I will rise to each challenge; this is what I do for a living, and I’m good at my job. I’ll find a text that adheres to each theme and write the best music I can write at this moment in time. I do this best when I don’t also have to wonder whether I am single-handedly summing up the entirety of what it means to “be a woman.” If the texts I choose or the music I write happens to capture some aspect of the female experience—of a female experience—great. Still, that will have been my decision to make.
Thoughts. In reflecting, Trumbore acknowledges what she needs to do next and begins to gain momentum by describing specific activities to meet her goals.
When you program the works of underrepresented composers, don’t act like my cat does with a freshly-caught fly. Don’t proudly rattle off the names of women in a Facebook post like you’ve hunted down their music and are laying it at the feet of your audience. Your audience deserves better; they deserve a concert with an actual theme.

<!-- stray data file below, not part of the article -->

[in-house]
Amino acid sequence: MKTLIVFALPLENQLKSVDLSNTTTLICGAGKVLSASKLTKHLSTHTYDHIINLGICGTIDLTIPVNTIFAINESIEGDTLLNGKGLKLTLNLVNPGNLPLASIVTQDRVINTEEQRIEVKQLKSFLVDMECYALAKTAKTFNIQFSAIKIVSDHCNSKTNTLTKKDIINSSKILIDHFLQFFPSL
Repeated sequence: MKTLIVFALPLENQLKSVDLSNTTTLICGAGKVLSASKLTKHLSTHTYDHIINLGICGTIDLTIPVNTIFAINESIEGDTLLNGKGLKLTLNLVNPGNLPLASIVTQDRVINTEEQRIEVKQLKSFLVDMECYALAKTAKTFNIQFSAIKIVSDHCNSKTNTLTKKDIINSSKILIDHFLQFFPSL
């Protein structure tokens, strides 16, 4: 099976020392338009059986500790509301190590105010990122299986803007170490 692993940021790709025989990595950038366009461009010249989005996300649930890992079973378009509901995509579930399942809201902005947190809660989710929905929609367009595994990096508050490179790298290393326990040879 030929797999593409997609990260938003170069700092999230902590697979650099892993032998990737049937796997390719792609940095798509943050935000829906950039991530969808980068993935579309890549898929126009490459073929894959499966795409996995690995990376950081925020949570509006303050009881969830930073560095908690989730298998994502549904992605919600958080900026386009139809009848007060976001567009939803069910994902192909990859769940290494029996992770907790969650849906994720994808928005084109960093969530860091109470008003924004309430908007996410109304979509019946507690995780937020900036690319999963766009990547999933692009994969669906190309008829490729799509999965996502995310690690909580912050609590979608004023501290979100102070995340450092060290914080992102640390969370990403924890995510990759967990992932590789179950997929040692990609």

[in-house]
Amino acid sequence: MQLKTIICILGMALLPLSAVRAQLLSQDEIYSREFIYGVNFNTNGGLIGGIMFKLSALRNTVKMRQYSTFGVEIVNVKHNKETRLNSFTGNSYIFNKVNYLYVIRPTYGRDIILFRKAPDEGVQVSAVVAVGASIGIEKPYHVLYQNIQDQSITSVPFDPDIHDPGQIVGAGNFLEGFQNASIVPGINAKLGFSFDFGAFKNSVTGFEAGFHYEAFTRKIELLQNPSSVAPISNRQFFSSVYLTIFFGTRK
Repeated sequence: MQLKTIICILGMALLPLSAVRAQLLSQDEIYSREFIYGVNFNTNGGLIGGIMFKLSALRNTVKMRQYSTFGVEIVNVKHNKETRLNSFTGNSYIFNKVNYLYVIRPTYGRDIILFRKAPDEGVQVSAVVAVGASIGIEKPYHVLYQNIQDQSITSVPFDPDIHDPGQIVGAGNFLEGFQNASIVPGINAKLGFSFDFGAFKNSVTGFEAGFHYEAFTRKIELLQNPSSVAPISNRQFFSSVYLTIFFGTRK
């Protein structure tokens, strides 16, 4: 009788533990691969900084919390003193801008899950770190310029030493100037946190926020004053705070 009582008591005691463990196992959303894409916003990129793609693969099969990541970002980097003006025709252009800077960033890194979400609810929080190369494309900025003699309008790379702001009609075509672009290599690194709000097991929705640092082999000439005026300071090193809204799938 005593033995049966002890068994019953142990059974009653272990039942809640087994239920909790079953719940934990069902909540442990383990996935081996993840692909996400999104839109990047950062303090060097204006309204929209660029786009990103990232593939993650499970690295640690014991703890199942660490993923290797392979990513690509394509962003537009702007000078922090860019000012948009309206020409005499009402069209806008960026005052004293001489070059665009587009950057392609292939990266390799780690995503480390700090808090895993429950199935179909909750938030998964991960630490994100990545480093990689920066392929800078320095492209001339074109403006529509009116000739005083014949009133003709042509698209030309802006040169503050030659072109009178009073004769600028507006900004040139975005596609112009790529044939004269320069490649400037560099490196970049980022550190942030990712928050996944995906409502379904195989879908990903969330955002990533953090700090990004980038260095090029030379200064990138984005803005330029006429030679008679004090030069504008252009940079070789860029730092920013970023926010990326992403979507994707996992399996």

Coherence. By bringing back the cat, Trumbore reminds readers of the “congrats” metaphor she established earlier as she continues to advocate for needed change.
When it comes time to promote the work of historically underrepresented composers, present their compositions—these works you’ve come to love—as you would any other excellent repertoire. Shout from the rooftops why you love each composition. Tell your colleagues and friends. Tell your board members. Tell your audience. And once you have, don’t expect congratulations for doing so. You don’t need or deserve praise simply for doing your job as a conductor. After all, programming music that you admire and respect—sharing that music, teaching that music, advocating for that music—is reward enough. Isn’t it?
Speculation. In this concluding paragraph, Trumbore encourages action toward implementing her points, or at the very least toward a different way of thinking. The reflection encourages readers, too, to reflect on their feelings, their experiences, and potential ways to change or improve.